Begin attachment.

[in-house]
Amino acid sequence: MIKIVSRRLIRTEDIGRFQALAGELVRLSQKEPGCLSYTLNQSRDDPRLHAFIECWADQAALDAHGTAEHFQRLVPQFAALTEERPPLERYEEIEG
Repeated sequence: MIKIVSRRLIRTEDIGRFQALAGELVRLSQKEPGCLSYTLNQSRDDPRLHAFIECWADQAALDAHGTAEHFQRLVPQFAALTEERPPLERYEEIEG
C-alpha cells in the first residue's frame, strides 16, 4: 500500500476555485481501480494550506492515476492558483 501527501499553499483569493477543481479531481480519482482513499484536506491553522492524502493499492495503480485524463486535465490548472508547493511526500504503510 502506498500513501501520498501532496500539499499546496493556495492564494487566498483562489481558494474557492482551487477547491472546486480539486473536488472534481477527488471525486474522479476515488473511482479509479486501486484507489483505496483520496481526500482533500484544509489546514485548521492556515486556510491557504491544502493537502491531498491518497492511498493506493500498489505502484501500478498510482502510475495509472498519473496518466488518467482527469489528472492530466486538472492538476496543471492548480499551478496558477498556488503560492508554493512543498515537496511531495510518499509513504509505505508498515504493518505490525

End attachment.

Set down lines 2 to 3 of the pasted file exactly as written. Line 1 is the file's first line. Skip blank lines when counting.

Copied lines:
Amino acid sequence: MIKIVSRRLIRTEDIGRFQALAGELVRLSQKEPGCLSYTLNQSRDDPRLHAFIECWADQAALDAHGTAEHFQRLVPQFAALTEERPPLERYEEIEG
Repeated sequence: MIKIVSRRLIRTEDIGRFQALAGELVRLSQKEPGCLSYTLNQSRDDPRLHAFIECWADQAALDAHGTAEHFQRLVPQFAALTEERPPLERYEEIEG